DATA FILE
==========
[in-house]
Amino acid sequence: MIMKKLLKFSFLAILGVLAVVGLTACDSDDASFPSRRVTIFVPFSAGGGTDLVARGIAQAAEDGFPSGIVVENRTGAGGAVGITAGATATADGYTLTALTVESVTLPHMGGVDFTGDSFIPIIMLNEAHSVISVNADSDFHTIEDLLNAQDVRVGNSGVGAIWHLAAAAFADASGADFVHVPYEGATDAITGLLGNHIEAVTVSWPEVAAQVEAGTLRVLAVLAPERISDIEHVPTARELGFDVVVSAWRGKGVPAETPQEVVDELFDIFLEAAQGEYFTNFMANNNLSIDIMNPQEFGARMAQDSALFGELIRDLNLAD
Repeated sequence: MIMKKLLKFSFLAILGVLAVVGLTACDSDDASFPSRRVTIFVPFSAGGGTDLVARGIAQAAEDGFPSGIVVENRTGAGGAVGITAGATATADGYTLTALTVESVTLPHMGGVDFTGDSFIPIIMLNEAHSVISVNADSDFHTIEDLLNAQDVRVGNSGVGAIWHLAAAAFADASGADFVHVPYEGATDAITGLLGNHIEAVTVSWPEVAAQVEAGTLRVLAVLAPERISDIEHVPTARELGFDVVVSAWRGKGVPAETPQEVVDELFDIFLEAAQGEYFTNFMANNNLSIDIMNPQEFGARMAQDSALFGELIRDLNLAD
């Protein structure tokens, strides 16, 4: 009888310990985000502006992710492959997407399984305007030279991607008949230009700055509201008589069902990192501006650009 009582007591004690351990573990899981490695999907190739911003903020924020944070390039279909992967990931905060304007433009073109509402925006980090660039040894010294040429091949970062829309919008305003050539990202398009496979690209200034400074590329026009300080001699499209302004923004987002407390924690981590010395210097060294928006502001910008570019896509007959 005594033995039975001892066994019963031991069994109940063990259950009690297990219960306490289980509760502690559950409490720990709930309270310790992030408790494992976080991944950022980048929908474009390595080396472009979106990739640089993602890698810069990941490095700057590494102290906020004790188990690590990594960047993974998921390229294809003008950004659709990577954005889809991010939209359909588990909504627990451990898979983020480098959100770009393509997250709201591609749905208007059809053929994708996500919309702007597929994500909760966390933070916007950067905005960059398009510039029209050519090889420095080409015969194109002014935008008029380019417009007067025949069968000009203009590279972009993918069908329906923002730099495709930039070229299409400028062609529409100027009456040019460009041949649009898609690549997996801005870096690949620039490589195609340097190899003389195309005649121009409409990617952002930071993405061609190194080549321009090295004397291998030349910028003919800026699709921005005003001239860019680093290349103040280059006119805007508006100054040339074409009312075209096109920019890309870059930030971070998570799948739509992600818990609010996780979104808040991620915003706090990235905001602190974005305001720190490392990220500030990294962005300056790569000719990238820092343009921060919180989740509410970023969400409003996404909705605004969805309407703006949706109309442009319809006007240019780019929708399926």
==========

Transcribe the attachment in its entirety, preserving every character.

[in-house]
Amino acid sequence: MIMKKLLKFSFLAILGVLAVVGLTACDSDDASFPSRRVTIFVPFSAGGGTDLVARGIAQAAEDGFPSGIVVENRTGAGGAVGITAGATATADGYTLTALTVESVTLPHMGGVDFTGDSFIPIIMLNEAHSVISVNADSDFHTIEDLLNAQDVRVGNSGVGAIWHLAAAAFADASGADFVHVPYEGATDAITGLLGNHIEAVTVSWPEVAAQVEAGTLRVLAVLAPERISDIEHVPTARELGFDVVVSAWRGKGVPAETPQEVVDELFDIFLEAAQGEYFTNFMANNNLSIDIMNPQEFGARMAQDSALFGELIRDLNLAD
Repeated sequence: MIMKKLLKFSFLAILGVLAVVGLTACDSDDASFPSRRVTIFVPFSAGGGTDLVARGIAQAAEDGFPSGIVVENRTGAGGAVGITAGATATADGYTLTALTVESVTLPHMGGVDFTGDSFIPIIMLNEAHSVISVNADSDFHTIEDLLNAQDVRVGNSGVGAIWHLAAAAFADASGADFVHVPYEGATDAITGLLGNHIEAVTVSWPEVAAQVEAGTLRVLAVLAPERISDIEHVPTARELGFDVVVSAWRGKGVPAETPQEVVDELFDIFLEAAQGEYFTNFMANNNLSIDIMNPQEFGARMAQDSALFGELIRDLNLAD
């Protein structure tokens, strides 16, 4: 009888310990985000502006992710492959997407399984305007030279991607008949230009700055509201008589069902990192501006650009 009582007591004690351990573990899981490695999907190739911003903020924020944070390039279909992967990931905060304007433009073109509402925006980090660039040894010294040429091949970062829309919008305003050539990202398009496979690209200034400074590329026009300080001699499209302004923004987002407390924690981590010395210097060294928006502001910008570019896509007959 005594033995039975001892066994019963031991069994109940063990259950009690297990219960306490289980509760502690559950409490720990709930309270310790992030408790494992976080991944950022980048929908474009390595080396472009979106990739640089993602890698810069990941490095700057590494102290906020004790188990690590990594960047993974998921390229294809003008950004659709990577954005889809991010939209359909588990909504627990451990898979983020480098959100770009393509997250709201591609749905208007059809053929994708996500919309702007597929994500909760966390933070916007950067905005960059398009510039029209050519090889420095080409015969194109002014935008008029380019417009007067025949069968000009203009590279972009993918069908329906923002730099495709930039070229299409400028062609529409100027009456040019460009041949649009898609690549997996801005870096690949620039490589195609340097190899003389195309005649121009409409990617952002930071993405061609190194080549321009090295004397291998030349910028003919800026699709921005005003001239860019680093290349103040280059006119805007508006100054040339074409009312075209096109920019890309870059930030971070998570799948739509992600818990609010996780979104808040991620915003706090990235905001602190974005305001720190490392990220500030990294962005300056790569000719990238820092343009921060919180989740509410970023969400409003996404909705605004969805309407703006949706109309442009319809006007240019780019929708399926």